- Short Report
- Open Access
The protein Nα-terminal acetyltransferase hNaa10p (hArd1) is phosphorylated in HEK293 cells
© Arnesen et al; licensee BioMed Central Ltd. 2008
- Received: 07 January 2009
- Accepted: 02 March 2009
- Published: 02 March 2009
The hNaa10p (hArd1) protein is the catalytic subunit of the human NatA Nα-terminal acetyltransferase complex. The NatA complex is associated with ribosomes and cotranslationally acetylates human proteins with Ser-, Ala-, Thr-, Val-, and Gly- N-termini after the initial Met- has been removed. In the flexible C-terminal tail of hNaa10p, there are several potential phosphorylation sites that might serve as points of regulation.
Using 2D-gel electrophoresis and hNaa10p specific antibodies, we have investigated whether hNaa10p is phosphorylated in HEK293 cells. Several differently charged forms of hNaa10p are present in HEK293 cells and treatment with Calf Intestine Alkaline Phophatase (CIAP) strongly suggests that hNaa10p is phosphorylated at multiple sites under various cell culture conditions. A direct or indirect role of GSK-3 kinase in regulating hNaa10p phosphorylation is supported by the observed effects of Wortmannin and LiCl, a GSK-3 activator and inhibitor, respectively.
We demonstrate that hNaa10p protein is phosphorylated in cell culture potentially pointing at phosphorylation as a means of regulating the function of one of the major Nα-terminal acetyltransferases in human cells.
- HEK293 Cell
- Potential Phosphorylation Site
- Calf Intestine Alkaline Phosphatase
Protein Nα-terminal acetylation is a very common protein modifications in eukaryotic cells, and approximately 80% of soluble human proteins is estimated to carry this modification. In humans, the hNatA complex is the major Nα-terminal acetyltransferase, acetylating Ser-, Thr-, Val-, Ala-, Gly- N-termini after the initial Met- has been removed by Methionine aminopeptidases [, Arnesen T and Van Damme P et al., submitted]. The recently described human NatB and NatC complexes are composed of distinct subunits and acetylate different subsets of Met-termini [[3, 3], Starheim et al., submitted]. The hNatA complex composed of the catalytic subunit hNaa10p (hArd1) and the auxiliary subunit hNaa15p (hNat1) [4, 5] is functionally conserved from yeast displaying almost identical substrate specificity (Arnesen T and Van Damme P et al., submitted). Naa10p, Naa11p, Naa15p and Naa16p represent the novel names of Ard1, Ard2, Nat1 and Nat2, respectively, and will be officially presented later this year when the nomenclature of this enzyme class is revised (Polevoda B, Arnesen T and Sherman F, unpublished). hNaa10p and/or hNaa15p has been demonstrated to be important for cell survival [6–8] suggesting important functions for hNaa10p or hNatA mediated acetylation in human cells. In humans, there are two paralogues for each NatA subunit, hNaa10p and hNaa11p , and hNaa15p and hNaa16p (Arnesen et al., submitted), potentially creating a more flexible and complex system for NatA mediated N-terminal acetylation as compared to lower eukaryotes.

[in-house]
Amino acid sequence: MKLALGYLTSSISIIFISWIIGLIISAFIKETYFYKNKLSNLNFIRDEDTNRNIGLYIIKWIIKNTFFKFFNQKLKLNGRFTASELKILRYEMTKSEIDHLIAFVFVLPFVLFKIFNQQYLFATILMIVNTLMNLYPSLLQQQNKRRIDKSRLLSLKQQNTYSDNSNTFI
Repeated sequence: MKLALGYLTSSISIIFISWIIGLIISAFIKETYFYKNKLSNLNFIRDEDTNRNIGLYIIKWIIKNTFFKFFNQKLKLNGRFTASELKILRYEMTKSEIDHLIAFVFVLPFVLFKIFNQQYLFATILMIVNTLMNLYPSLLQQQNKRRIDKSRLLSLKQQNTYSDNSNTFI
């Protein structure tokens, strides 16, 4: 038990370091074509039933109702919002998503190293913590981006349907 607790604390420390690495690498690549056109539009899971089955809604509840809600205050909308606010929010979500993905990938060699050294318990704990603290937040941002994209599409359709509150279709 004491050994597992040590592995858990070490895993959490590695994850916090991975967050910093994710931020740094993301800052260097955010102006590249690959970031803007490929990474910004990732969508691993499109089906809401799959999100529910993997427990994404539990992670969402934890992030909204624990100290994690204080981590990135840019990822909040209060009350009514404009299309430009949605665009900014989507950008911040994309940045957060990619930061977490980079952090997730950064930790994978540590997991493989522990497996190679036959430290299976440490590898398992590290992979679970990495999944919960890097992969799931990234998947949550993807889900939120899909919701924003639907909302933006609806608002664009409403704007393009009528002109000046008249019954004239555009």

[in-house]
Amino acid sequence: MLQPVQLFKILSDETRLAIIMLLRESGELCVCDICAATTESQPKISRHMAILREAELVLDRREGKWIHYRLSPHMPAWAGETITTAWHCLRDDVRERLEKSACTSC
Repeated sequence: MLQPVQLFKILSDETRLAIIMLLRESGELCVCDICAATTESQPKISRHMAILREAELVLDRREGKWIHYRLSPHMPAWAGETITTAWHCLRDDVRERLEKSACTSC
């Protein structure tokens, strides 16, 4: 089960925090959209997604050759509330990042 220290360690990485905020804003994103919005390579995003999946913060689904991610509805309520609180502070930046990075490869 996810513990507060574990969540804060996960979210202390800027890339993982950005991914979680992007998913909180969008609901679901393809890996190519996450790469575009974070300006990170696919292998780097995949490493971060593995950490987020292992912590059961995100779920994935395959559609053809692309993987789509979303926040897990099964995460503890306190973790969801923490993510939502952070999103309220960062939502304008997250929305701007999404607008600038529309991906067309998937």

The C-terminus of hNaa10p is flexible  and contains many Ser- and Thr- amino acid residues that potentially might serve as a phosphorylation sites that depending on the phosphorylation state may modify the function of the protein. To investigate the possible phosphorylation of hNaa10p and the kinase involved, we analyzed hNaa10p by 2D-gel electrophoresis and Western blotting using anti-hNaa10p. Indeed, the 2-D electrophoresis pattern of hNaa10p indicated multiple isoforms with different charges which is consistent with the hNaa10p protein being phosphorylated at multiple residues. Furthermore, GSK-3 kinase, a highly conserved regulatory serine/threonine protein kinase, is involved in these phosphorylation events.
Unless otherwise stated, HEK293 Cells were grown in Dulbecco's modified Eagle's medium (DMEM) supplemented with 10% heat-inactivated foetal bovine serum (FBS) and 2% L-Glutamine in 60 mm dishes (Nunc) at 37°C and 5% CO2.